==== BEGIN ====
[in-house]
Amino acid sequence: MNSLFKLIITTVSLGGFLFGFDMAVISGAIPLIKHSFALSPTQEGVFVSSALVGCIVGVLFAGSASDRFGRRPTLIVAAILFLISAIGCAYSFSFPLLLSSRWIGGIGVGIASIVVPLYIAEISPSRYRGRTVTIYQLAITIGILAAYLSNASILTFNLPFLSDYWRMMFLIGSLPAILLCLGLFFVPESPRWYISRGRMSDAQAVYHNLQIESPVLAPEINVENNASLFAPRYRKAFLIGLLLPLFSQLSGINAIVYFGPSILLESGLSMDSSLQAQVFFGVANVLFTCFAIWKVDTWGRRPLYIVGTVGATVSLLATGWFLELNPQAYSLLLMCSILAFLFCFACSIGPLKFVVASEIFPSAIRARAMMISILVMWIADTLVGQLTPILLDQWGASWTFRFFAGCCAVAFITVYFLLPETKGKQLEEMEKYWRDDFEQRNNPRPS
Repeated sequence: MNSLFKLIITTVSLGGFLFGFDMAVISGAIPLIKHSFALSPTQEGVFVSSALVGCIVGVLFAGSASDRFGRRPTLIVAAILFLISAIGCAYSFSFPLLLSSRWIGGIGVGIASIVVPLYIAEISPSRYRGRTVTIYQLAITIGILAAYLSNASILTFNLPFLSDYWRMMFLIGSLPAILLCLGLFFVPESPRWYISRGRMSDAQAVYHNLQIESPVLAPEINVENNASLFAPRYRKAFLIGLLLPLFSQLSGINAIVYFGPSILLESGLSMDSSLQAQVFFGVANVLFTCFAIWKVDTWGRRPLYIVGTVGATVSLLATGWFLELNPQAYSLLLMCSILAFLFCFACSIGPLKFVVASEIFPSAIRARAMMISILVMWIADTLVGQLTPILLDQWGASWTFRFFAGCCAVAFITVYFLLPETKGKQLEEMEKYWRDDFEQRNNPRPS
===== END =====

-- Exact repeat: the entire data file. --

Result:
[in-house]
Amino acid sequence: MNSLFKLIITTVSLGGFLFGFDMAVISGAIPLIKHSFALSPTQEGVFVSSALVGCIVGVLFAGSASDRFGRRPTLIVAAILFLISAIGCAYSFSFPLLLSSRWIGGIGVGIASIVVPLYIAEISPSRYRGRTVTIYQLAITIGILAAYLSNASILTFNLPFLSDYWRMMFLIGSLPAILLCLGLFFVPESPRWYISRGRMSDAQAVYHNLQIESPVLAPEINVENNASLFAPRYRKAFLIGLLLPLFSQLSGINAIVYFGPSILLESGLSMDSSLQAQVFFGVANVLFTCFAIWKVDTWGRRPLYIVGTVGATVSLLATGWFLELNPQAYSLLLMCSILAFLFCFACSIGPLKFVVASEIFPSAIRARAMMISILVMWIADTLVGQLTPILLDQWGASWTFRFFAGCCAVAFITVYFLLPETKGKQLEEMEKYWRDDFEQRNNPRPS
Repeated sequence: MNSLFKLIITTVSLGGFLFGFDMAVISGAIPLIKHSFALSPTQEGVFVSSALVGCIVGVLFAGSASDRFGRRPTLIVAAILFLISAIGCAYSFSFPLLLSSRWIGGIGVGIASIVVPLYIAEISPSRYRGRTVTIYQLAITIGILAAYLSNASILTFNLPFLSDYWRMMFLIGSLPAILLCLGLFFVPESPRWYISRGRMSDAQAVYHNLQIESPVLAPEINVENNASLFAPRYRKAFLIGLLLPLFSQLSGINAIVYFGPSILLESGLSMDSSLQAQVFFGVANVLFTCFAIWKVDTWGRRPLYIVGTVGATVSLLATGWFLELNPQAYSLLLMCSILAFLFCFACSIGPLKFVVASEIFPSAIRARAMMISILVMWIADTLVGQLTPILLDQWGASWTFRFFAGCCAVAFITVYFLLPETKGKQLEEMEKYWRDDFEQRNNPRPS